Friday, January 17, 2014

What is the best eBook price?

Most of us at one point have bought a new car.  Now I am no petrol head, but I do appreciate a nice car, and have been known to browse the pages of Autotrader during an imaginary spending spree.  When faced with a list that has the likes of Range Rover, Aston Martin, and Jaguar, I can't help but take a look.  So lets just imagine I am about to drop a stack of cash for an Aston Martin DB9.  There are two almost identical models on Autotrader today.  One is selling for £31,500, and the other.........£850.  The automatic assumption is that this is either a mistake or a scam.  The price feels inherently wrong.  It's easy to tell, and nobody would go for the cheaper option. 

But what about if the cheaper option was only $0.99 cheaper, and the differences we were talking about are only a dollar or a pound here and there?

When I first started self publishing it was 2012.  One of the first names I heard about was John Locke, and whilst being in the indie publishing news for all the wrong reasons, he was also fairly famous for making a lot of cash by pricing his books at $0.99.  It seemed to be the sweet spot as far as pricing went, with lots of excitable eReader owners going crazy for bargains.  But since the early days when self publishing was still fairly new, it has now grown into a well known and acceptable route for a writer to publication.  And therefore a great route for a reader to get their books.  But readers have certain expectations.  They don't want to fill their eReaders with nonsense that is badly written or badly edited. 

So how do they distinguish between a good eBook, and one that's, let's just say, not so good?  The cover, the Look Inside function on Amazon, and reviews, are all ways in which a reader can take a decision.  But there is also another way, one that has much more to do with reader psychology than any tried and tested method, and that is price.

According to Smashwords, who analysed 11 months’ worth of sales  ($12 million, 120,000 eBooks sold), the $0.99 price slot was no longer the best level at which to price your books.  It seems that most books were at priced at $2.99, but yet those priced at $3.99 sold more copies.  It also seemed that the $1.99 price tag was a complete waste of time.  One commentator even suggested that for a writer to price their book at $1.99 would suggest that not only do they not possess good business sense, but also that they are probably not a very good writer.

Escaping Life is at the time of going to press, priced at, yes you guessed it, $1.99.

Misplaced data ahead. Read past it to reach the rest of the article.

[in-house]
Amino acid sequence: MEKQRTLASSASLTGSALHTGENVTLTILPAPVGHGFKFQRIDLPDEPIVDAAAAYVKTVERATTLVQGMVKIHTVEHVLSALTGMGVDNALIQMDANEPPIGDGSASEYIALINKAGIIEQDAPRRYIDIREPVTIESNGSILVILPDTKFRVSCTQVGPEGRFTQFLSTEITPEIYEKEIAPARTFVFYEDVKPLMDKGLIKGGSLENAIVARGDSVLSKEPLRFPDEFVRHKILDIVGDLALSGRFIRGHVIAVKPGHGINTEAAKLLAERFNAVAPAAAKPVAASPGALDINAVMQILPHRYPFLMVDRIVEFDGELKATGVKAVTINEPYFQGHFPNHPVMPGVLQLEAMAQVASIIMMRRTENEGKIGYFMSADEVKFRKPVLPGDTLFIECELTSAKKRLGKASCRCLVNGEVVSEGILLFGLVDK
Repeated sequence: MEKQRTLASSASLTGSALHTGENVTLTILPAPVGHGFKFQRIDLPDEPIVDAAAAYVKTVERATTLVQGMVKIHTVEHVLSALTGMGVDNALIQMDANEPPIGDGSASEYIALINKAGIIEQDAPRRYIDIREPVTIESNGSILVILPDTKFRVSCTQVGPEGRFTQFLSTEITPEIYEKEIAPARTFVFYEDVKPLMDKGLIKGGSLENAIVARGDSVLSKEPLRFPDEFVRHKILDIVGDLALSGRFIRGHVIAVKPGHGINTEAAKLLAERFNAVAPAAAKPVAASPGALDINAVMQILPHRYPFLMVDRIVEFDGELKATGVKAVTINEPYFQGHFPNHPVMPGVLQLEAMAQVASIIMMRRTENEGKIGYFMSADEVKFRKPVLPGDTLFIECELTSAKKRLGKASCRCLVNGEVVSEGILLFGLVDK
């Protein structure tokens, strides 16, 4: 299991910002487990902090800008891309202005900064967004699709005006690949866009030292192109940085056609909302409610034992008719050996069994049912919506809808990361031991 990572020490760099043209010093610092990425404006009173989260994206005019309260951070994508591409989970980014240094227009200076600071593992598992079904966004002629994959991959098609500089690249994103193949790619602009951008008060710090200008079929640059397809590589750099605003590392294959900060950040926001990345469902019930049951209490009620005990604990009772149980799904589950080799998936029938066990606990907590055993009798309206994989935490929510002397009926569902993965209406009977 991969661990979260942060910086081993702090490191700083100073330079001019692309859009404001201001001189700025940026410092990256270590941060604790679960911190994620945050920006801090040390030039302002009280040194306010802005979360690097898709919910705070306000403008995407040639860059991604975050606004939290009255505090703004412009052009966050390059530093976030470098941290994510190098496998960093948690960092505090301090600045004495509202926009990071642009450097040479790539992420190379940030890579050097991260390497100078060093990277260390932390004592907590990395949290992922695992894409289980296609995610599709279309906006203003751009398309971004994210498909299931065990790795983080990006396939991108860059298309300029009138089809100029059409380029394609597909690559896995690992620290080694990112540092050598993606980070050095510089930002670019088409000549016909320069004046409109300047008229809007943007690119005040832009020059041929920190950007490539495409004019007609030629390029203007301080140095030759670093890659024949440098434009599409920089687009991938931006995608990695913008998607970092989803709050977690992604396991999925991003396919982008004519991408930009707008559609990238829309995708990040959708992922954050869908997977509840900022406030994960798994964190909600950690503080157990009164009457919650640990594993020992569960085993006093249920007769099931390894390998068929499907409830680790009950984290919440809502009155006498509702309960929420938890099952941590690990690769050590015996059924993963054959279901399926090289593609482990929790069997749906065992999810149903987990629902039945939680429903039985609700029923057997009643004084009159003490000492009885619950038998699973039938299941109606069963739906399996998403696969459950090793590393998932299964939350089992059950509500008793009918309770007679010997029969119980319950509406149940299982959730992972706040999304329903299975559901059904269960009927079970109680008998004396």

So why did I do this?  Because I know I'm a terrible writer and have to shift my books at a bargain price?  You'd hope not.  I simply decided to try three different prices for my three different titles.  $0.99, $1.99, and $2.99.  Which sold the best?  The Loss of Deference at $0.99.  Second best?   Identity X at $2.99.  Coming in last therefore would be Escaping Life, (except for a one month outlier post promo period) lost in the apparent black hole of $1.99.

But it is also true that most books are priced at $2.99 (according to Smashwords) so there is a potential for bias.  If the most successful titles are priced at $2.99, then there is an obvious potential for skewing the results.  If you have ten outliers in that price range who all sell 10,000 books in a few months, this price point can and will obviously come out top in a simple look at averages.

My intention when pricing my book at $1.99 was in the hope of attracting more readers.  I thought the price might attract somebody looking for a bargain and told myself not to be greedy for a 70% Amazon royalty at $2.99.  But it seems to be a mistake.  It looks like not only am I doing myself out of profit, I am also turning off readers because they assume what I done writ is a bit, well, shite.  The price point of $0.99 is well received as a promotion, a short term offer of which people can take advantage.  But if you want to appear as an author of work worth a readers attention, it appears that first of all we as authors need to know our own value, before we expect readers to recognise it for us.

So I'm going to up my prices as a bit of an experiment.  The results will definitely be skewed this month because I had an ENT promotion and the sales were unusually high.  I have adjusted the price of two of my books to $3.99, the apparent new perfect price, and will wait to see what happens by this time next month.

I'll keep you posted.

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